Welcome to the Docs for Forest and pyQuil!


pyQuil is part of the Rigetti Forest toolkit for quantum programming in the cloud. If you are interested in obtaining an API key for the beta, please reach out by signing up here. We look forward to hearing from you.

pyQuil is an open source Python library developed at Rigetti Computing that constructs programs for quantum computers. The source is hosted on GitHub. More concretely, pyQuil produces programs in the Quantum Instruction Language (Quil). For a full description of Quil, please refer to the whitepaper A Practical Quantum Instruction Set Architecture. [1] Quil is an opinionated quantum instruction language — its basic belief is that in the near term quantum computers will operate as coprocessors, working in concert with traditional CPUs. This means that Quil is designed to execute on a Quantum Abstract Machine that has a shared classical/quantum architecture at its core.

Quil programs can be executed on a cloud-based Quantum Virtual Machine (QVM). This is a classical simulation of a quantum processor that can simulate various qubit operations. The default access key allows you to run simulations of up to 26 qubits. These simulations can be run through either synchronous API calls, or through an asynchronous job queue for larger programs. More information about the QVM can be found in the The Quantum Virtual Machine (QVM).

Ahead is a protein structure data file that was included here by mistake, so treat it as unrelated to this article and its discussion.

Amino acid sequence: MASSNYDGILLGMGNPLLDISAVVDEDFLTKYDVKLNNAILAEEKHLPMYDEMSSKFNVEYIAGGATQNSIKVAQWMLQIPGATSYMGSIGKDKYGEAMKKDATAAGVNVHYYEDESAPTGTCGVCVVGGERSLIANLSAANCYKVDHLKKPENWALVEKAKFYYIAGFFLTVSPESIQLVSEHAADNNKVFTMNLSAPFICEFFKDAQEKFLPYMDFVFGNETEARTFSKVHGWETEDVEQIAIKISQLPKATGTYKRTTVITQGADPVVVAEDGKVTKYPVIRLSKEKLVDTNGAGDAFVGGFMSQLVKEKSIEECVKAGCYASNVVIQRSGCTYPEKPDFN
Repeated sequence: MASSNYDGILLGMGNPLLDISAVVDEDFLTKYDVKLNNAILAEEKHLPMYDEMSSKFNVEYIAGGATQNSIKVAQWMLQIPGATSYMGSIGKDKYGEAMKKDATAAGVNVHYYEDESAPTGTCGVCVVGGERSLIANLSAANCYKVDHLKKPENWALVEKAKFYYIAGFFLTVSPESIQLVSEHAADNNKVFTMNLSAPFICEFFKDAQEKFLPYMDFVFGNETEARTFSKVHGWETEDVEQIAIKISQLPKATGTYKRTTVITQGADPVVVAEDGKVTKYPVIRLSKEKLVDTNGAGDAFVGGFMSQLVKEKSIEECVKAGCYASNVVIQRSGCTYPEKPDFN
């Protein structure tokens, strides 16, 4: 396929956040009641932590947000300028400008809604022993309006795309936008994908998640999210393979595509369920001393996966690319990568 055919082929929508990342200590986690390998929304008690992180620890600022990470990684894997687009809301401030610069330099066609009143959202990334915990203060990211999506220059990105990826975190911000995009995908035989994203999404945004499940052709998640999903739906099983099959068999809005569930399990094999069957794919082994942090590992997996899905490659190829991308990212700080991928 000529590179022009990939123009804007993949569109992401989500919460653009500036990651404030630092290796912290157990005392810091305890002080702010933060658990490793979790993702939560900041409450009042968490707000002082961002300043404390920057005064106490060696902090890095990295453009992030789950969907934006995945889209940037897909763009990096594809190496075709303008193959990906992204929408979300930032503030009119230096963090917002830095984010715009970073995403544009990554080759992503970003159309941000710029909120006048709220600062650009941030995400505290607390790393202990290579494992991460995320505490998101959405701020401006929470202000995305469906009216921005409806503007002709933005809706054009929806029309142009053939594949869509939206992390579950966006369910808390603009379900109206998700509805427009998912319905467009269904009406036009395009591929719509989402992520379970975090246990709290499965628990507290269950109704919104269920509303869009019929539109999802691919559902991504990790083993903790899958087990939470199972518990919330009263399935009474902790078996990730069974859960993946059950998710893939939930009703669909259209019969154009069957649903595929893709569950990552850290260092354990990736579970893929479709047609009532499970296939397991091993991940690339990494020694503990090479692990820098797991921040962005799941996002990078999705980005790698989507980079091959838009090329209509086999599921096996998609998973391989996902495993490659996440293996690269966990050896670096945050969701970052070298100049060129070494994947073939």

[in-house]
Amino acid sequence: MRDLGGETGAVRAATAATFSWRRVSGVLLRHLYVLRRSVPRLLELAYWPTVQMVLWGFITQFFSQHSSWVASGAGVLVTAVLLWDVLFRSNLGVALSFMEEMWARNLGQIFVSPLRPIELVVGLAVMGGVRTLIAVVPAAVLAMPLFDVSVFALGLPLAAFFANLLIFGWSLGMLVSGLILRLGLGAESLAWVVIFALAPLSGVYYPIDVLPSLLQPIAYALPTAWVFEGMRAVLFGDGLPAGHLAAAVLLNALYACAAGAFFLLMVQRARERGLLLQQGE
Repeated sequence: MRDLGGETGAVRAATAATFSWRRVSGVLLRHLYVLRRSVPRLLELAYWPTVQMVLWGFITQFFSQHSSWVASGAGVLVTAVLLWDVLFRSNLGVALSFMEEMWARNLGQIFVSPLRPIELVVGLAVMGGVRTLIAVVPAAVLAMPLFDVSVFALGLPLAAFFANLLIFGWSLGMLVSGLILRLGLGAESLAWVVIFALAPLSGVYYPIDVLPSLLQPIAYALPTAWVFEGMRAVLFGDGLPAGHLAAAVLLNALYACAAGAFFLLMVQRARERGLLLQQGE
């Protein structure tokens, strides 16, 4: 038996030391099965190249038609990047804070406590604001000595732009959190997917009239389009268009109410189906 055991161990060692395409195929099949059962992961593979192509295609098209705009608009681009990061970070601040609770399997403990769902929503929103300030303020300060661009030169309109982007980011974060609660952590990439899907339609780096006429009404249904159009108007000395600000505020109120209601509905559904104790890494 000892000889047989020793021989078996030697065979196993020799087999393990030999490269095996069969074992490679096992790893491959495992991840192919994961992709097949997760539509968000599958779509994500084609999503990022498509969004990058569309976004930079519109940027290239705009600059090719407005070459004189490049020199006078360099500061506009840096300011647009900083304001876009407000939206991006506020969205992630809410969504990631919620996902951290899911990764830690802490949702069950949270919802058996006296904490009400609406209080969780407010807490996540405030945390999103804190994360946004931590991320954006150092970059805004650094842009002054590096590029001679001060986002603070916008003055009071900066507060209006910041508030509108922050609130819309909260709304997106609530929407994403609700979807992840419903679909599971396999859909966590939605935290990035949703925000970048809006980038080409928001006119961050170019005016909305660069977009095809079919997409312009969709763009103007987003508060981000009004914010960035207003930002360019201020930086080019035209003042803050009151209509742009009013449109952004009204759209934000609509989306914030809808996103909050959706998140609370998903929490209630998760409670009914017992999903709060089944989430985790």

In addition to the QVM, we offer the ability to run programs on our superconducting quantum processors, or Quantum Processing Units (QPUs), at our lab in Berkeley, California. To request upgraded access to our 19Q QPU, please fill out the request form with a brief summary of what you hope to use it for. For more information on QPUs, check out The Quantum Processing Unit (QPU).

If you are already familiar with quantum computing, then feel free to proceed to Installation and Getting Started. Otherwise, take a look at our Introduction to Quantum Computing, where we use Quil introduce the basics of quantum computing and the Quantum Abstract Machine on which it runs.



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